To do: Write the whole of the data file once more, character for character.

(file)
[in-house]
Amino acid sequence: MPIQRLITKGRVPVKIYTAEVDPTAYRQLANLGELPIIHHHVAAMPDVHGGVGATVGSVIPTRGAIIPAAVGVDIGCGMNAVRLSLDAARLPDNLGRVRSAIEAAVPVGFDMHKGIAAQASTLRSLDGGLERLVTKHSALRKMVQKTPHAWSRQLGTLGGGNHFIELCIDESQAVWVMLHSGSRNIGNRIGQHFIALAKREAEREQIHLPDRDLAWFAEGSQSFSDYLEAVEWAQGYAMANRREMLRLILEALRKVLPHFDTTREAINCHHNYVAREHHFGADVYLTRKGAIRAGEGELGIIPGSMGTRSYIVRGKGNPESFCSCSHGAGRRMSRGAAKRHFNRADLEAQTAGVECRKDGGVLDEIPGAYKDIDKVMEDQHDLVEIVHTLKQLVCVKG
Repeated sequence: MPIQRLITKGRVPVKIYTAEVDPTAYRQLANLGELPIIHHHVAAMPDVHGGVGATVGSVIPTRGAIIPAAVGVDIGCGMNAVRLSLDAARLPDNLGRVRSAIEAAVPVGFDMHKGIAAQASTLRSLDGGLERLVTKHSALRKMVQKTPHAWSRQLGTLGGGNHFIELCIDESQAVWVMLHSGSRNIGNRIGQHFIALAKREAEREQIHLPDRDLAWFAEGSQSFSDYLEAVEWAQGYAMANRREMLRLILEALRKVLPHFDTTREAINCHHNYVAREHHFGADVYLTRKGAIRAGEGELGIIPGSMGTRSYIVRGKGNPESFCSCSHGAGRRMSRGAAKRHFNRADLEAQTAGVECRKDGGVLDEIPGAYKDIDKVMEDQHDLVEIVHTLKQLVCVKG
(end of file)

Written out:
[in-house]
Amino acid sequence: MPIQRLITKGRVPVKIYTAEVDPTAYRQLANLGELPIIHHHVAAMPDVHGGVGATVGSVIPTRGAIIPAAVGVDIGCGMNAVRLSLDAARLPDNLGRVRSAIEAAVPVGFDMHKGIAAQASTLRSLDGGLERLVTKHSALRKMVQKTPHAWSRQLGTLGGGNHFIELCIDESQAVWVMLHSGSRNIGNRIGQHFIALAKREAEREQIHLPDRDLAWFAEGSQSFSDYLEAVEWAQGYAMANRREMLRLILEALRKVLPHFDTTREAINCHHNYVAREHHFGADVYLTRKGAIRAGEGELGIIPGSMGTRSYIVRGKGNPESFCSCSHGAGRRMSRGAAKRHFNRADLEAQTAGVECRKDGGVLDEIPGAYKDIDKVMEDQHDLVEIVHTLKQLVCVKG
Repeated sequence: MPIQRLITKGRVPVKIYTAEVDPTAYRQLANLGELPIIHHHVAAMPDVHGGVGATVGSVIPTRGAIIPAAVGVDIGCGMNAVRLSLDAARLPDNLGRVRSAIEAAVPVGFDMHKGIAAQASTLRSLDGGLERLVTKHSALRKMVQKTPHAWSRQLGTLGGGNHFIELCIDESQAVWVMLHSGSRNIGNRIGQHFIALAKREAEREQIHLPDRDLAWFAEGSQSFSDYLEAVEWAQGYAMANRREMLRLILEALRKVLPHFDTTREAINCHHNYVAREHHFGADVYLTRKGAIRAGEGELGIIPGSMGTRSYIVRGKGNPESFCSCSHGAGRRMSRGAAKRHFNRADLEAQTAGVECRKDGGVLDEIPGAYKDIDKVMEDQHDLVEIVHTLKQLVCVKG